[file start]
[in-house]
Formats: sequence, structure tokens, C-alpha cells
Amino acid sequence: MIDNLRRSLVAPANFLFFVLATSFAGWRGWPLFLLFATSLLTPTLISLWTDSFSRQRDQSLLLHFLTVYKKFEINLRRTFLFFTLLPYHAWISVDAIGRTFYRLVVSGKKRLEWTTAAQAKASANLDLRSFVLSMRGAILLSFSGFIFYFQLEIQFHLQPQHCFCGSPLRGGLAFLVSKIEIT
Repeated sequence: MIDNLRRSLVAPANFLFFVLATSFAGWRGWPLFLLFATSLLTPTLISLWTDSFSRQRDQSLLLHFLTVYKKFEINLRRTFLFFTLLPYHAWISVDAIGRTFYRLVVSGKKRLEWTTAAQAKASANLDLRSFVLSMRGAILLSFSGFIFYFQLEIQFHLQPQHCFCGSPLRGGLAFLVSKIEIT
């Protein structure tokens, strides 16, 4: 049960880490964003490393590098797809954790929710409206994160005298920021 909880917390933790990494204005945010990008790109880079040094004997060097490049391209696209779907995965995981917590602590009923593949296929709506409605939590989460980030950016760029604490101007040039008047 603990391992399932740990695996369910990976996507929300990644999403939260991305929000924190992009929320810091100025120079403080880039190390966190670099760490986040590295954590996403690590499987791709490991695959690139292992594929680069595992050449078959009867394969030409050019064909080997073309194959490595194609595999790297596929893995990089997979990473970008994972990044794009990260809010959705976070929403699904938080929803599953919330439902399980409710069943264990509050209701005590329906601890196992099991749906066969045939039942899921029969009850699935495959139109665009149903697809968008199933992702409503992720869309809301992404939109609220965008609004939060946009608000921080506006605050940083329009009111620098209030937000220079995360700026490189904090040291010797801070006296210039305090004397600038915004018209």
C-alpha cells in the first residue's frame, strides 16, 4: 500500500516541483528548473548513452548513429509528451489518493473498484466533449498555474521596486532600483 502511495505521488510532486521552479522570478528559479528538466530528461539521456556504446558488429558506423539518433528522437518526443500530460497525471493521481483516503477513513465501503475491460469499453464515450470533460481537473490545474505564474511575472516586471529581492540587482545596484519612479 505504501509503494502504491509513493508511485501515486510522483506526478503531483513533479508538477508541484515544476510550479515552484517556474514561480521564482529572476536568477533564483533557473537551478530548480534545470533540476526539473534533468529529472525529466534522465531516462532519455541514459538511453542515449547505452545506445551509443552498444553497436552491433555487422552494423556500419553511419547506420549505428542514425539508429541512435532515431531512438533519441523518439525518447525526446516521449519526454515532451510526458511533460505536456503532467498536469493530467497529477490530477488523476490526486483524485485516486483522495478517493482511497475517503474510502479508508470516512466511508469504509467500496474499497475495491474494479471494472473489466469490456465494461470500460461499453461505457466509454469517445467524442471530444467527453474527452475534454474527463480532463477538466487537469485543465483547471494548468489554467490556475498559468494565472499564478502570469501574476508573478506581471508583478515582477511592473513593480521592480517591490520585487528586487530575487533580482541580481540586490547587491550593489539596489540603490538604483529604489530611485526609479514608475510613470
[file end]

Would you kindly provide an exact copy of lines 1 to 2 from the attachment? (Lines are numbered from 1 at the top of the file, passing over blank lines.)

[in-house]
Formats: sequence, structure tokens, C-alpha cells